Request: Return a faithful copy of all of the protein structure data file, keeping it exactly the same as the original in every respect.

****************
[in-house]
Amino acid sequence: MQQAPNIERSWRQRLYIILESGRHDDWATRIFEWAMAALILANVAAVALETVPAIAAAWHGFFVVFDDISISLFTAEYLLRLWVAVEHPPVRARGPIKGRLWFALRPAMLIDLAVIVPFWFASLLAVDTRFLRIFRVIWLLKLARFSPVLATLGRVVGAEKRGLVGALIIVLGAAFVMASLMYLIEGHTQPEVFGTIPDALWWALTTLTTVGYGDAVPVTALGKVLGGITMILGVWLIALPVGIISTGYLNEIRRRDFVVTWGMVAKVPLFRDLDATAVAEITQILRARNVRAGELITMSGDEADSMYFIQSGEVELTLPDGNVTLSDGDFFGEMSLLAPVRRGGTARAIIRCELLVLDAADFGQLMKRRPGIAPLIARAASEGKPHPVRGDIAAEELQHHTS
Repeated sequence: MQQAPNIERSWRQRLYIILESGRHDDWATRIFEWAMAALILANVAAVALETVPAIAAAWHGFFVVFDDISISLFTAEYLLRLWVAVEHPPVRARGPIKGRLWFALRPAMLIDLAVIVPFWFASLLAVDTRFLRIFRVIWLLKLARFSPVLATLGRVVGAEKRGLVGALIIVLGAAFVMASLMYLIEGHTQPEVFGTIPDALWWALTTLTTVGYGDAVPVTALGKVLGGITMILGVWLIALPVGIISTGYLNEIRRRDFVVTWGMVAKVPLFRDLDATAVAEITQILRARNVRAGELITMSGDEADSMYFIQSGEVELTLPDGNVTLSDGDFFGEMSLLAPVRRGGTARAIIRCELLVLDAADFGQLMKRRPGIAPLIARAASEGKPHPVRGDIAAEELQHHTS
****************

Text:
[in-house]
Amino acid sequence: MQQAPNIERSWRQRLYIILESGRHDDWATRIFEWAMAALILANVAAVALETVPAIAAAWHGFFVVFDDISISLFTAEYLLRLWVAVEHPPVRARGPIKGRLWFALRPAMLIDLAVIVPFWFASLLAVDTRFLRIFRVIWLLKLARFSPVLATLGRVVGAEKRGLVGALIIVLGAAFVMASLMYLIEGHTQPEVFGTIPDALWWALTTLTTVGYGDAVPVTALGKVLGGITMILGVWLIALPVGIISTGYLNEIRRRDFVVTWGMVAKVPLFRDLDATAVAEITQILRARNVRAGELITMSGDEADSMYFIQSGEVELTLPDGNVTLSDGDFFGEMSLLAPVRRGGTARAIIRCELLVLDAADFGQLMKRRPGIAPLIARAASEGKPHPVRGDIAAEELQHHTS
Repeated sequence: MQQAPNIERSWRQRLYIILESGRHDDWATRIFEWAMAALILANVAAVALETVPAIAAAWHGFFVVFDDISISLFTAEYLLRLWVAVEHPPVRARGPIKGRLWFALRPAMLIDLAVIVPFWFASLLAVDTRFLRIFRVIWLLKLARFSPVLATLGRVVGAEKRGLVGALIIVLGAAFVMASLMYLIEGHTQPEVFGTIPDALWWALTTLTTVGYGDAVPVTALGKVLGGITMILGVWLIALPVGIISTGYLNEIRRRDFVVTWGMVAKVPLFRDLDATAVAEITQILRARNVRAGELITMSGDEADSMYFIQSGEVELTLPDGNVTLSDGDFFGEMSLLAPVRRGGTARAIIRCELLVLDAADFGQLMKRRPGIAPLIARAASEGKPHPVRGDIAAEELQHHTS